Have you ever wanted to see what goes on behind the scenes in the ChefSteps development kitchen? Now you can. We’ve got a new live stream. Check it out and let us know what you think.
If you’re looking for a great gift for the culinary aficionado in your life, we have a lot to offer, but we also want to share some different gift ideas based on the multiple interests of our founders and other team members.
If the person you’re shopping for is a fan of learning new and better ways of cooking (and has an inner mad scientist), they’ll get a big kick out of experimenting with one of our new Modernist Pantry spherification kits. Our online spherification course is free and our videos offer easy step-by-step demonstrations, plus there is plenty of expert support from our friendly culinary community if things go awry. We also have a list of Kitchen Tools and Equipment Under $99 at our store along with other great gift ideas like our House Rub 01.
When Grant Crilly isn’t wearing a chef’s apron, he’s rocking some freediving gear and pursuing a fresh seafood dinner. There are no complaints from any of us at ChefSteps, as we’ve been the recipients of amazing fish and chips, fish tacos, and fresh fish for own grills at home. Here is Grant’s list of freediving/spearfishing gear from the guys at Sporasub America: dive suit, fins, mask, dive watch, and speargun.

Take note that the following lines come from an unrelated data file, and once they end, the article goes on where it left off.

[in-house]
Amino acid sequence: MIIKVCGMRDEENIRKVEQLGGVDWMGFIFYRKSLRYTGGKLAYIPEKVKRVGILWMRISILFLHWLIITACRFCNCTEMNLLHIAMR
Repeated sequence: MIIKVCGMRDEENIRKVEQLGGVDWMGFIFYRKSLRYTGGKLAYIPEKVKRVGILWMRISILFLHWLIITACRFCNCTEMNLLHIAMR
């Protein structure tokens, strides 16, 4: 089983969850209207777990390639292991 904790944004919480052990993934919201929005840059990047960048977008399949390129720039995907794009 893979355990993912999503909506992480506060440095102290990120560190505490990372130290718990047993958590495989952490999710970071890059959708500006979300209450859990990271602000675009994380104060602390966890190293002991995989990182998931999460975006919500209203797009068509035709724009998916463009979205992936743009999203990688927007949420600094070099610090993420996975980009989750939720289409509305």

Following the dive buddy rule, somebody has to keep an eye on Grant, and who better to do that than Ryan Matthew Smith with his GoPro HERO3. Check out this underwater shot captured during one of Grant and Ryan’s recent spearfishing adventures.
If you’ve got a grilling/bbq fanatic in your midst, we suggest you consider the item on Chris Young’s wish list, a fire proximity suit. In this photo, he’s wearing a suit borrowed from friend, Rusty Oliver of HazardFactory, but since Chris is a “go big or go home” believer when it comes to fire, we’re all interested in him having his own suit. If your favorite chef needs protection from similar grilling flare-ups, you might want to wrap one of these up for them.